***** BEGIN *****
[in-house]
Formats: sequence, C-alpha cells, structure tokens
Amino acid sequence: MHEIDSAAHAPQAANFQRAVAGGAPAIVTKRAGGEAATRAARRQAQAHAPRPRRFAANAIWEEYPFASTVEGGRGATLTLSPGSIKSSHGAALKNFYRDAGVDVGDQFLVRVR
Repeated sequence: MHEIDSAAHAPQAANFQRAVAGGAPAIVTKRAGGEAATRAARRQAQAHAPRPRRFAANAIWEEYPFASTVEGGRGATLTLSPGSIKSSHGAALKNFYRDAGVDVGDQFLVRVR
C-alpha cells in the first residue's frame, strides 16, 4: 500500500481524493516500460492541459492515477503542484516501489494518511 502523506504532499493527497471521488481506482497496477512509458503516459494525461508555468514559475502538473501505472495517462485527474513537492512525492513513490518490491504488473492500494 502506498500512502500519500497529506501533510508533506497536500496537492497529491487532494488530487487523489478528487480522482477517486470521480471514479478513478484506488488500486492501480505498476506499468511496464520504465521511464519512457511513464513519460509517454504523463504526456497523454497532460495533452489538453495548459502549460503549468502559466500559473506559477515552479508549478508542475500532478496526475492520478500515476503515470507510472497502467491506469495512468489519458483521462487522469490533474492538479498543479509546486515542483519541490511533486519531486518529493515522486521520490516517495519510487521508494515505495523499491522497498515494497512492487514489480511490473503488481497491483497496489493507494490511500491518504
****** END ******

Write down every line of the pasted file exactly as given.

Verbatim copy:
[in-house]
Formats: sequence, C-alpha cells, structure tokens
Amino acid sequence: MHEIDSAAHAPQAANFQRAVAGGAPAIVTKRAGGEAATRAARRQAQAHAPRPRRFAANAIWEEYPFASTVEGGRGATLTLSPGSIKSSHGAALKNFYRDAGVDVGDQFLVRVR
Repeated sequence: MHEIDSAAHAPQAANFQRAVAGGAPAIVTKRAGGEAATRAARRQAQAHAPRPRRFAANAIWEEYPFASTVEGGRGATLTLSPGSIKSSHGAALKNFYRDAGVDVGDQFLVRVR
C-alpha cells in the first residue's frame, strides 16, 4: 500500500481524493516500460492541459492515477503542484516501489494518511 502523506504532499493527497471521488481506482497496477512509458503516459494525461508555468514559475502538473501505472495517462485527474513537492512525492513513490518490491504488473492500494 502506498500512502500519500497529506501533510508533506497536500496537492497529491487532494488530487487523489478528487480522482477517486470521480471514479478513478484506488488500486492501480505498476506499468511496464520504465521511464519512457511513464513519460509517454504523463504526456497523454497532460495533452489538453495548459502549460503549468502559466500559473506559477515552479508549478508542475500532478496526475492520478500515476503515470507510472497502467491506469495512468489519458483521462487522469490533474492538479498543479509546486515542483519541490511533486519531486518529493515522486521520490516517495519510487521508494515505495523499491522497498515494497512492487514489480511490473503488481497491483497496489493507494490511500491518504